By Matt Rooney | The Save Jersey Blog
I’ve received several ALS “ice bucket challenges” in recent days, Save Jerseyans, and I don’t fault a single one of my friends out there in the social media digital ether for it. Thank you for trying to include me. Sincerely.
Please don’t think I’m unappreciative of what my fellow humans are trying to accomplish out there. Amyotrophic lateral sclerosis (ALS), more popularly known as Lou Gehrig’s disease, is an insidious neurodegenerative disease affecting everything from speech and swallowing to basic mobility. Experts estimate that 30,000 Americans suffer from the disease. It’s as fine a focus of #hashtagactivism as any.
But I can’t accept the challenge. I hope you’ll understand why.
It’s not because I’m afraid of cold water.
My concern is where the money might go. Hint: what KIND of research would be financed by my hypothetical promotional activity, either directly with my cash or through other donations made possible through my advocacy.
You need to understand where I’m coming from outside of the context of this viral phenomenon. Many of you are coming from the exact same place. At the core of my personal belief system is the notion that no life is intrinsically worth more than another life. We’re not born “equal” in the sense that we’re all able to run equally fast, or complete math problems equally well, or even love one another with same level of selfless intensity. We are born with an equal share of God’s perfect love and, on a related and highly-relevant note for this instant discussion, equal entitlement to natural rights. Life, liberty, and property… the building blocks of our American constitutionally-enshrined experiment.
So when I found this nugget on the ALS.org website, I had to seriously rethink my initial inclination to grab an ice bucket and dump it on my head for charity:
“Adult stem cell research is important and should be done alongside embryonic stem cell research as both will provide valuable insights. Only through exploration of all types of stem cell research will scientists find the most efficient and effective ways to treat diseases.” [Emphasis added.]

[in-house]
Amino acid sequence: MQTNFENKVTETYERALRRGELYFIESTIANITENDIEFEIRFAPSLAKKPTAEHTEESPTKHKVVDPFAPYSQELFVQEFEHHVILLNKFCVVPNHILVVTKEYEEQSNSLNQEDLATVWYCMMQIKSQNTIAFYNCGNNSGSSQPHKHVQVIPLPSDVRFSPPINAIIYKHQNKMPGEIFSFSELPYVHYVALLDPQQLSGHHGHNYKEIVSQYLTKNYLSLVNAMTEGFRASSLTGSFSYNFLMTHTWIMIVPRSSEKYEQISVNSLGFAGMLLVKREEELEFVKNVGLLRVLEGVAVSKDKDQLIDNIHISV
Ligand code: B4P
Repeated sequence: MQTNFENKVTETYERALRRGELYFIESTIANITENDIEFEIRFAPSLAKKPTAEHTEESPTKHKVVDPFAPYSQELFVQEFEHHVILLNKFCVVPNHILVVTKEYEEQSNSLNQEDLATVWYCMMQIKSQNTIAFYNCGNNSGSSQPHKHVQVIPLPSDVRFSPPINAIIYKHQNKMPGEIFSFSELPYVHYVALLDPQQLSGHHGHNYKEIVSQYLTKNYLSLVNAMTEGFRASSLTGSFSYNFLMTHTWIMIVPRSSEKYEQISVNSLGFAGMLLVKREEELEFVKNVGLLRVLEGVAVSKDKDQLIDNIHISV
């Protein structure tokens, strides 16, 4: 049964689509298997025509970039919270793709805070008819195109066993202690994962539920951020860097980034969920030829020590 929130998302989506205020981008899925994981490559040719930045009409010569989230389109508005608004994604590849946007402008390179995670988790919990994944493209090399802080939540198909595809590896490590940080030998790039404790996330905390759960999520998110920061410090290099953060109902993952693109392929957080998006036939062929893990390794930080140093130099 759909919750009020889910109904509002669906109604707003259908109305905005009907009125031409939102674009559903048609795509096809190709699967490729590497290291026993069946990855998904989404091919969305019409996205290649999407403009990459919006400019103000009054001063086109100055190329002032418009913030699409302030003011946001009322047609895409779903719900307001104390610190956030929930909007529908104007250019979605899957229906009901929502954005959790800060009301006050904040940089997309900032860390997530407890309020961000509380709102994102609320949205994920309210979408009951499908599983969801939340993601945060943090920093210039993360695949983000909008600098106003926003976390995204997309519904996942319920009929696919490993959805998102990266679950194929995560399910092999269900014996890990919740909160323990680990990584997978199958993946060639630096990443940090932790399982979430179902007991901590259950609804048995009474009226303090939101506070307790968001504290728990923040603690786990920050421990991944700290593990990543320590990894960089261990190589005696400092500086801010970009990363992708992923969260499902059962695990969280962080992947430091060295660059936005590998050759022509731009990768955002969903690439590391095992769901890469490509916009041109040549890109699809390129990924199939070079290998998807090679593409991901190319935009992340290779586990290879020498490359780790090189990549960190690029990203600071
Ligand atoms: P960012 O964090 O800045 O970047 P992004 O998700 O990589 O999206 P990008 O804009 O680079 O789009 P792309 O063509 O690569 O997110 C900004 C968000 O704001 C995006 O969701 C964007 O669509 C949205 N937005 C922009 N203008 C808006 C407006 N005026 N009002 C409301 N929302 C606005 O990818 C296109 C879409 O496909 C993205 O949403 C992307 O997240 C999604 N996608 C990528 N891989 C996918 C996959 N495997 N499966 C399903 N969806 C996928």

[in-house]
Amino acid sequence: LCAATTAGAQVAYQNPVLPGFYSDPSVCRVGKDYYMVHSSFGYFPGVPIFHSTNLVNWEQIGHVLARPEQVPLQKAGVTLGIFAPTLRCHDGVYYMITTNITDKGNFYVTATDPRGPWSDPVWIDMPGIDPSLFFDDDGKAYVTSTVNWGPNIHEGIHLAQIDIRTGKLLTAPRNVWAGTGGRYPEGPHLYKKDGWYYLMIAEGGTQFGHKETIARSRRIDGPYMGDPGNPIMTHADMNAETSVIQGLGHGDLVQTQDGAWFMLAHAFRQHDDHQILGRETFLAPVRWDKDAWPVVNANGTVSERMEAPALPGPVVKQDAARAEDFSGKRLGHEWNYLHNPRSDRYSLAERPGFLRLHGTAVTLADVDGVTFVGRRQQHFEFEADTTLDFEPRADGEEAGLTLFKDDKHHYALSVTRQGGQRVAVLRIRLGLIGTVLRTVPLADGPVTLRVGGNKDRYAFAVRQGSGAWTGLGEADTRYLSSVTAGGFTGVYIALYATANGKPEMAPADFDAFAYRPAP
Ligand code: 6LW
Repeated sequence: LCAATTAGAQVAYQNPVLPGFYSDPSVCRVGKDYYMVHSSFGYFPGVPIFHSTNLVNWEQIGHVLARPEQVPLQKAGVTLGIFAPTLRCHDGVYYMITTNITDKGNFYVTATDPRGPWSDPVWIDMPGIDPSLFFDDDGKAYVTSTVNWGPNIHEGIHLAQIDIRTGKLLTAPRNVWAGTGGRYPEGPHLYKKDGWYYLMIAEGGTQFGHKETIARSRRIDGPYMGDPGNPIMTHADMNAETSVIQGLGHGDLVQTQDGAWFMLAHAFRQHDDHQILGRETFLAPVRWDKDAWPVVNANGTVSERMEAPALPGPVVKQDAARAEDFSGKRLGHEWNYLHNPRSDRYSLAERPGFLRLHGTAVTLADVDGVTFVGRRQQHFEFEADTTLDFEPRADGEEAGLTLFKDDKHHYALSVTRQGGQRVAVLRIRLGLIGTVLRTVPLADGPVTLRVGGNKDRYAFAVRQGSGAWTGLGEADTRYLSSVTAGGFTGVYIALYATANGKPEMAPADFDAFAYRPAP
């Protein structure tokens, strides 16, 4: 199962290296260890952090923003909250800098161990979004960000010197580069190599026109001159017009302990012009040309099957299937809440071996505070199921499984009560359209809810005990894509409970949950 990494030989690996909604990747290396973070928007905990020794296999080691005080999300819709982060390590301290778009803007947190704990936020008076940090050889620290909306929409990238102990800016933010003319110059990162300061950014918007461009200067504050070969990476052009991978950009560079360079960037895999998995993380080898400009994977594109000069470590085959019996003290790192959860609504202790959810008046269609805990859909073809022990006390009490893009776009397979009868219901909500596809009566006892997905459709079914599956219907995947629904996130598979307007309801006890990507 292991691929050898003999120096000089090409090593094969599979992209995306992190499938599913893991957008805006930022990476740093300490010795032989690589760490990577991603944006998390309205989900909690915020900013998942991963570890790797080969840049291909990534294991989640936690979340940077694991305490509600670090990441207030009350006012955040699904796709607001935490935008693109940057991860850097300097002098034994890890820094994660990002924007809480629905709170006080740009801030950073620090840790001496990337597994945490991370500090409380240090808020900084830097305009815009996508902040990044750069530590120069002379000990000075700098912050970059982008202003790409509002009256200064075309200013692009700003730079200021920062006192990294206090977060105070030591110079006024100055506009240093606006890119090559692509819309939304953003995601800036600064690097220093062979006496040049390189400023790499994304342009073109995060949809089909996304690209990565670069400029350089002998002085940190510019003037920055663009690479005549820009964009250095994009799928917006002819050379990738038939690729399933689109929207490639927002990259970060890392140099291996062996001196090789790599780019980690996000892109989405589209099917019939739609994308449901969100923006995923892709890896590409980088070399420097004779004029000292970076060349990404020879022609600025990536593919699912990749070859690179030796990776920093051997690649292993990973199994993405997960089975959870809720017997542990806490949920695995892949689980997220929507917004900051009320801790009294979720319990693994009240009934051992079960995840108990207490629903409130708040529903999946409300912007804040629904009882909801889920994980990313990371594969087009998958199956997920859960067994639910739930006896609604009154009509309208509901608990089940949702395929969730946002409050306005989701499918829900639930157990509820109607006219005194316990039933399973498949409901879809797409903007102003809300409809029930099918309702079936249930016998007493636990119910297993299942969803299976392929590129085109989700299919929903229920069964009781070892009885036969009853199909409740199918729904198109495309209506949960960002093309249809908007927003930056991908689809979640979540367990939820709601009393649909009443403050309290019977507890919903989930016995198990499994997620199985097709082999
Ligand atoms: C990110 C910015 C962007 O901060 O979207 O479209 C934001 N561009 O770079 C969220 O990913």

Yikes. How disappointing is that?
While 30,000 souls battle the cruel symptoms of ALS in this country at any given time, our nation also plays host to approximately 17 abortions for every 1,000 U.S. women on an annual basis.
My conscience is feeling more than a little strained at this point. How can I donate money, or ask YOU out there in Save Jersey Land to donate your hard-earned money during these tough economic times when plenty of cash-starved worthy charities are vying for our limited resources, when this particular organization thinks infanticide is a legitimate way to save other human beings?
I can’t. I won’t. That’d be sending the wrong message no matter how noble our intentions might be.
Yet given the challenges facing so many dealing with ALS, and my understandable desire not to be rude to the folks who mentioned me in their YouTube ice bucket videos, I might’ve still been able to look past this one particular organization’s regrettable ethics IF I hadn’t seen evidence that it was redirecting donated dollars towards ghoulish embryonic projects. Then I found a LifeNews.com article relaying how ALS.org gave big money – reportedly $500,000 – to an organization that has run a clinical trial with embryonic stem cells.
Sorry, ALS.org: Soylent Green is people.
Now, I don’t believe in throwing my hands up and checking out either. Heck no. ALS-afflicted citizens deserve our support. Other pro-life bloggers are researching ALS research alternatives to ALS.org and I encourage each of you to do so.
This is also an opportune time to do a gut check of sorts. We should all put the buckets down for 5 minutes and consider the effect that social media activism is having on our culture – and ourselves as actors in it. As a political blogger with plenty to say, I very much believe in this medium’s capacity for acting as a vehicle for good, yet I also recognize how instant-connectivity is a double-edged sword, making it much easier for a “herd mentality” to develop. Which is all fine and good when the herd is headed in the correct direction, right?
But peer pressure blows perspective out of the water as we race to belong without first stepping back and considering each and every dimension before clicking “like” or share. How many of you stopped and investigated HOW your money would be spent before emptying the ice cube trays? Exactly. You shouldn’t feel bad about it! That’s not my point. You should feel a little weird and more than a little prone towards caution in the future.
So don’t look at this as a call for inaction, Save Jerseyans. I’m asking you to be as active as ever and creative, too; what we’re looking for is a higher level of self-awareness the next time a Facebook buddy tags you with the best of intentions.